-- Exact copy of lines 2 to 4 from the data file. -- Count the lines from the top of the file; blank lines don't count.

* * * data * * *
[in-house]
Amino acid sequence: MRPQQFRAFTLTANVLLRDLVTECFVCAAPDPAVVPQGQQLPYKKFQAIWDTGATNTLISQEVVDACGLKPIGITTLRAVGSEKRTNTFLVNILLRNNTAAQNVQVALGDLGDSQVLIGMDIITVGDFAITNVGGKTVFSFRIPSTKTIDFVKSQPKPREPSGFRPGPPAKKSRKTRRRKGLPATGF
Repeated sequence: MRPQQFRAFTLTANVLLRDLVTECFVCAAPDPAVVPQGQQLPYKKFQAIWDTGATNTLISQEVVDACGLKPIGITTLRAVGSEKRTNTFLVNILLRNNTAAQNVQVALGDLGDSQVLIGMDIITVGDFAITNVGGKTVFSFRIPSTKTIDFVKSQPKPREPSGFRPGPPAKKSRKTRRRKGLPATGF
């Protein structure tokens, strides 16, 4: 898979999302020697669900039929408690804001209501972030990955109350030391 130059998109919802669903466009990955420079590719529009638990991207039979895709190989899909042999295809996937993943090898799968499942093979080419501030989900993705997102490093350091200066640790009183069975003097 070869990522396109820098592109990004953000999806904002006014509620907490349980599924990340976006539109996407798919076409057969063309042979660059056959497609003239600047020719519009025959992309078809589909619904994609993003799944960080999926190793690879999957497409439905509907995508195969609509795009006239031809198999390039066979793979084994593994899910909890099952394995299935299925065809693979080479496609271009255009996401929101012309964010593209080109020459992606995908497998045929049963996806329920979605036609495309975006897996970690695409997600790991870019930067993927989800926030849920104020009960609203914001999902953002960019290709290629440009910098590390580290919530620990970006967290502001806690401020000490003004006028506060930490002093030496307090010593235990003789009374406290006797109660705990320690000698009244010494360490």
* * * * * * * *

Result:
Amino acid sequence: MRPQQFRAFTLTANVLLRDLVTECFVCAAPDPAVVPQGQQLPYKKFQAIWDTGATNTLISQEVVDACGLKPIGITTLRAVGSEKRTNTFLVNILLRNNTAAQNVQVALGDLGDSQVLIGMDIITVGDFAITNVGGKTVFSFRIPSTKTIDFVKSQPKPREPSGFRPGPPAKKSRKTRRRKGLPATGF
Repeated sequence: MRPQQFRAFTLTANVLLRDLVTECFVCAAPDPAVVPQGQQLPYKKFQAIWDTGATNTLISQEVVDACGLKPIGITTLRAVGSEKRTNTFLVNILLRNNTAAQNVQVALGDLGDSQVLIGMDIITVGDFAITNVGGKTVFSFRIPSTKTIDFVKSQPKPREPSGFRPGPPAKKSRKTRRRKGLPATGF
């Protein structure tokens, strides 16, 4: 898979999302020697669900039929408690804001209501972030990955109350030391 130059998109919802669903466009990955420079590719529009638990991207039979895709190989899909042999295809996937993943090898799968499942093979080419501030989900993705997102490093350091200066640790009183069975003097 070869990522396109820098592109990004953000999806904002006014509620907490349980599924990340976006539109996407798919076409057969063309042979660059056959497609003239600047020719519009025959992309078809589909619904994609993003799944960080999926190793690879999957497409439905509907995508195969609509795009006239031809198999390039066979793979084994593994899910909890099952394995299935299925065809693979080479496609271009255009996401929101012309964010593209080109020459992606995908497998045929049963996806329920979605036609495309975006897996970690695409997600790991870019930067993927989800926030849920104020009960609203914001999902953002960019290709290629440009910098590390580290919530620990970006967290502001806690401020000490003004006028506060930490002093030496307090010593235990003789009374406290006797109660705990320690000698009244010494360490």